• Witta S.E.
      • Gemmill R.M.
      • Hirsch F.R.
      • Coldren C.D.
      • Hedman K.
      • Ravdel L.
      • Helfrich B.
      • Dziadziuszko R.
      • Chan D.C.
      • Sugita M.
      • Chan Z.
      • Baron A.
      • Franklin W.
      • Drabkin H.A.
      • Girard L.
      • Gazdar A.F.
      • Minna J.D.
      • Bunn Jr., P.A.
      Restoring E-cadherin expression increases sensitivity to epidermal growth factor receptor inhibitors in lung cancer cell lines.
      ). Therefore, it seems possible that EGFR inhibition may be helpful in eliminating ECM-detached, ErbB2-positive breast cancer cells, while alternative approaches to antagonize ERK signaling may be necessary to eliminate ErbB2-positive, ECM-attached cells.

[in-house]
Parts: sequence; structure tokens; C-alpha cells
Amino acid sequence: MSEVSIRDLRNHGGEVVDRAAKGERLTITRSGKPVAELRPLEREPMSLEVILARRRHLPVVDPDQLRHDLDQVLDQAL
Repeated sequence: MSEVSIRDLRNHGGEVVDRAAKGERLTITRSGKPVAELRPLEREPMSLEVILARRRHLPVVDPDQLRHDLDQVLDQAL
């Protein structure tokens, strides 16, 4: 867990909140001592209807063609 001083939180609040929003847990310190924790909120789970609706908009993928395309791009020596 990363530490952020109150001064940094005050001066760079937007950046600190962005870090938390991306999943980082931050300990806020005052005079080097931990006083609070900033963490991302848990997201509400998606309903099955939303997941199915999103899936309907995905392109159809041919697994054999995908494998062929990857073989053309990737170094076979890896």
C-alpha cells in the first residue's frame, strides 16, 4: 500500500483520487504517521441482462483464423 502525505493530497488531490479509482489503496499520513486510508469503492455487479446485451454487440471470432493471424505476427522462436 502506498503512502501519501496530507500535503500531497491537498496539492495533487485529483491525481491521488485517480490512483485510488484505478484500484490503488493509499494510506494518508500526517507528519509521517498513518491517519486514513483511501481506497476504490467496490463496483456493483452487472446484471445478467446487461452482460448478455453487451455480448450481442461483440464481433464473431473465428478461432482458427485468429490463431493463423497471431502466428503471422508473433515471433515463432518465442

Acknowledgments

      We thank Cassandra Buchheit, Kelsey Weigel, Joshua Mason, Amy Leliaert, Kelsea Hosoda, Veronica Schafer, and the rest of the Schafer laboratory for helpful comments and discussion. We thank Lisa Checkley and Michael Ferdig at Notre Dame for providing chloroquine. Additionally, we thank Mary Ann McDowell at Notre Dame for the use of the Shandon cytospin3 and Michael Overholtzer at Memorial Sloan-Kettering Cancer Center for the E-cadherin-positive SKBR3 cells. We thank Kimbra Turner at the University of Notre Dame for help with figure design, layout, and formatting.